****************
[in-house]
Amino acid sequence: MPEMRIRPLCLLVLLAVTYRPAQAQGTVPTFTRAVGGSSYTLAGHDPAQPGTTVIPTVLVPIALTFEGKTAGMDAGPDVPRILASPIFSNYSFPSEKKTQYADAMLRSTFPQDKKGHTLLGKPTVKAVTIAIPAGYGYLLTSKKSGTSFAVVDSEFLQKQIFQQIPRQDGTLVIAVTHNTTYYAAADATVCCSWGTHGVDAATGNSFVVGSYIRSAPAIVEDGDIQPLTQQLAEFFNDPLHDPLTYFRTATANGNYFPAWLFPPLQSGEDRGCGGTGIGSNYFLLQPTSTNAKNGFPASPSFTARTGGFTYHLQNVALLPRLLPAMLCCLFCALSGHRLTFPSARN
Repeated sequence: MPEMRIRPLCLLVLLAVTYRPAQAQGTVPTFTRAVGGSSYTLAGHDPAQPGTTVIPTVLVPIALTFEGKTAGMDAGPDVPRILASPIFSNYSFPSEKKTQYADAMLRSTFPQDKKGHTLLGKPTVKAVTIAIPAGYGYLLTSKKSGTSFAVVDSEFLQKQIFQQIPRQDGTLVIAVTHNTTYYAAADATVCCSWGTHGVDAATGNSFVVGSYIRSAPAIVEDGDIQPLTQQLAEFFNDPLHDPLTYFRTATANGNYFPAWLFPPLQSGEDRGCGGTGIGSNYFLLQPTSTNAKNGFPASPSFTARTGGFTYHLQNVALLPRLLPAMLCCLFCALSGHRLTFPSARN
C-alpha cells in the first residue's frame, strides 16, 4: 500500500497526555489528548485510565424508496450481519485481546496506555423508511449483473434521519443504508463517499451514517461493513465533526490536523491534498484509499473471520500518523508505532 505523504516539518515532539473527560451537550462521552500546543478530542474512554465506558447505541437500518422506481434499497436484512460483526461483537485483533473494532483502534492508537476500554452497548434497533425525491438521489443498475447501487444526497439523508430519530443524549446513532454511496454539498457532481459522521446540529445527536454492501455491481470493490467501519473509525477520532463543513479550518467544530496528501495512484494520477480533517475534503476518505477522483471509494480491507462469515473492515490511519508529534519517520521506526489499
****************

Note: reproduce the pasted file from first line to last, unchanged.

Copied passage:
[in-house]
Amino acid sequence: MPEMRIRPLCLLVLLAVTYRPAQAQGTVPTFTRAVGGSSYTLAGHDPAQPGTTVIPTVLVPIALTFEGKTAGMDAGPDVPRILASPIFSNYSFPSEKKTQYADAMLRSTFPQDKKGHTLLGKPTVKAVTIAIPAGYGYLLTSKKSGTSFAVVDSEFLQKQIFQQIPRQDGTLVIAVTHNTTYYAAADATVCCSWGTHGVDAATGNSFVVGSYIRSAPAIVEDGDIQPLTQQLAEFFNDPLHDPLTYFRTATANGNYFPAWLFPPLQSGEDRGCGGTGIGSNYFLLQPTSTNAKNGFPASPSFTARTGGFTYHLQNVALLPRLLPAMLCCLFCALSGHRLTFPSARN
Repeated sequence: MPEMRIRPLCLLVLLAVTYRPAQAQGTVPTFTRAVGGSSYTLAGHDPAQPGTTVIPTVLVPIALTFEGKTAGMDAGPDVPRILASPIFSNYSFPSEKKTQYADAMLRSTFPQDKKGHTLLGKPTVKAVTIAIPAGYGYLLTSKKSGTSFAVVDSEFLQKQIFQQIPRQDGTLVIAVTHNTTYYAAADATVCCSWGTHGVDAATGNSFVVGSYIRSAPAIVEDGDIQPLTQQLAEFFNDPLHDPLTYFRTATANGNYFPAWLFPPLQSGEDRGCGGTGIGSNYFLLQPTSTNAKNGFPASPSFTARTGGFTYHLQNVALLPRLLPAMLCCLFCALSGHRLTFPSARN
C-alpha cells in the first residue's frame, strides 16, 4: 500500500497526555489528548485510565424508496450481519485481546496506555423508511449483473434521519443504508463517499451514517461493513465533526490536523491534498484509499473471520500518523508505532 505523504516539518515532539473527560451537550462521552500546543478530542474512554465506558447505541437500518422506481434499497436484512460483526461483537485483533473494532483502534492508537476500554452497548434497533425525491438521489443498475447501487444526497439523508430519530443524549446513532454511496454539498457532481459522521446540529445527536454492501455491481470493490467501519473509525477520532463543513479550518467544530496528501495512484494520477480533517475534503476518505477522483471509494480491507462469515473492515490511519508529534519517520521506526489499